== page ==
Maggie Q is a woman on a mission.
The actress and activist is passionate about conserving everything related to the oceans and she’s bringing that message to the forefront through the launch of a new activewear collection. Called Qeep Up (pronounced Keep Up), the line of women’s leggings, shorts, tanks, sports bras, bodysuits, T-shirts, swimwear and half zips are all created from recycled ocean waste.
The line is made in the U.S. from yarn created from plastics collected on the Eastern Seaboard and milled in California. The collection is manufactured in ethical factories in Los Angeles and San Fernando, Calif., “that pay a living wage,” she said. “It’s fully transparent from top to bottom, because it matters. You can’t make a recycled garment in a factory where people aren’t being paid.”
Even the packaging is designed to degrade and will be gone within a year.
Our packaging, the bag, the mailer are 100 percent biodegradable so you don’t have to think,” she said. “You throw it away and it will go away. I’m not doing hang tags, I’m heat pressing everything you need to know about a garment on the garment. Because you just cut the tag off and throw it away. I just don’t want more trash.”
In an interview in a penthouse suite at 1 Hotel Central Park in Manhattan, Q said she has been a champion of the environment for more than two decades and Qeep Up was “born out of my love for conservation.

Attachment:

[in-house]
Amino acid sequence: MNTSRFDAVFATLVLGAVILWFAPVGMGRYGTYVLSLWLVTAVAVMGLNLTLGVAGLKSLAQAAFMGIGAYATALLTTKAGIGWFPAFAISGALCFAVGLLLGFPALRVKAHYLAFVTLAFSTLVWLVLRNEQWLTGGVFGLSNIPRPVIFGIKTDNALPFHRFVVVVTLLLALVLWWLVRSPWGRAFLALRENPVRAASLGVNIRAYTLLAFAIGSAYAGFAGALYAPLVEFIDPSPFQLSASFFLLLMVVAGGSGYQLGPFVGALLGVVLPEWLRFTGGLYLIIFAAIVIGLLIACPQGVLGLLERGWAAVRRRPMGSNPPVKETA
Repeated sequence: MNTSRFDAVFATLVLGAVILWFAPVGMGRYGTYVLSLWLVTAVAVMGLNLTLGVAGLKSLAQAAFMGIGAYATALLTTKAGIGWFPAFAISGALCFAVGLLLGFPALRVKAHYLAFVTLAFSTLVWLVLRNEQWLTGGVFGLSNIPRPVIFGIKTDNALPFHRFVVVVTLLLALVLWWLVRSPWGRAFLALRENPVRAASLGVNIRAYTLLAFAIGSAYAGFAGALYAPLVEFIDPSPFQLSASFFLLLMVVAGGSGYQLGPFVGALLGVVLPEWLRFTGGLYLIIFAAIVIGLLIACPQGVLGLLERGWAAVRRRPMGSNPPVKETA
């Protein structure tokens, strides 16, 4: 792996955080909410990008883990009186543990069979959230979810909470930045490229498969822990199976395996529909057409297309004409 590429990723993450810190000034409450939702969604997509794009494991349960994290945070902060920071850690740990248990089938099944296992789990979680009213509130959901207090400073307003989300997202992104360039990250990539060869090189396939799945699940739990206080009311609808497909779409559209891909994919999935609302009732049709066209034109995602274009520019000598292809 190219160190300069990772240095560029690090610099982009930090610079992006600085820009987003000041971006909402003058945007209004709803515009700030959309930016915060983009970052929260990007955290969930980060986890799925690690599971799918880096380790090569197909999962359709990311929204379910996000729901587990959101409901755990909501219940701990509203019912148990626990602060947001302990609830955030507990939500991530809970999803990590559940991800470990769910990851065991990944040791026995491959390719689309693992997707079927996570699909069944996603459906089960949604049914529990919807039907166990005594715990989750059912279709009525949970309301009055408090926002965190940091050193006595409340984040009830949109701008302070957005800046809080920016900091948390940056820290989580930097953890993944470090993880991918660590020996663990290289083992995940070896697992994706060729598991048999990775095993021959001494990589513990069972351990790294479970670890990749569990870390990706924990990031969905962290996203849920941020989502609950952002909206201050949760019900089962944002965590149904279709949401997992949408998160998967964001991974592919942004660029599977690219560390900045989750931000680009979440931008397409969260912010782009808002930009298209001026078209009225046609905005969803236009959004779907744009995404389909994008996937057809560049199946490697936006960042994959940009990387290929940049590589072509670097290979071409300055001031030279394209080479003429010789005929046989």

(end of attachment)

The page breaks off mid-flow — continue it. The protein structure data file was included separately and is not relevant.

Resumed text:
“I didn’t set out to be a designer or have a line just to have a line, but I’ve been an ocean conservationist for 20 years,” she said. “I was born and raised in Hawaii so my first love is the ocean. I’ve been an activist and fought for marine mammals for many years and wanted to do something that created a larger platform to talk about our oceans and the problems we’re having with plastics and overfishing. This line is my gateway to that.”
Q said she hesitates to use the word “sustainable” since it tends to be overused and instead says she “set out to create a company that is completely conscious.”
She’s had the idea for the collection for more than 10 years but waited until she thought the technology had been perfected. “If I’m going to do it, I’m going to go all the way and create a line that is of equivalent quality of that you would find in a non-recycled Nike or Lululemon,” she said. “When I first started researching recycled yarns, it was about 10 years ago and I didn’t think the yarns were there yet. Because if you do it and you don’t do it well, then you turn people off to the entire thing and they’ll never buy another recycled garment.”
The line will be offered on the brand’s e-commerce site starting Monday and will retail slightly higher than Lululemon, she said, with leggings selling for $125, biker shorts for $108, a bodysuit for $165, T-shirts for $65 and sports bras for $82. Q’s favorite piece, a “workout overall” sells for $118.
Q said she’s the sole investor in Qeep Up because, “I thought that’s how you do things,” she said with a laugh. “I didn’t have the wisdom or the education to know any better because I’ve never built a business.”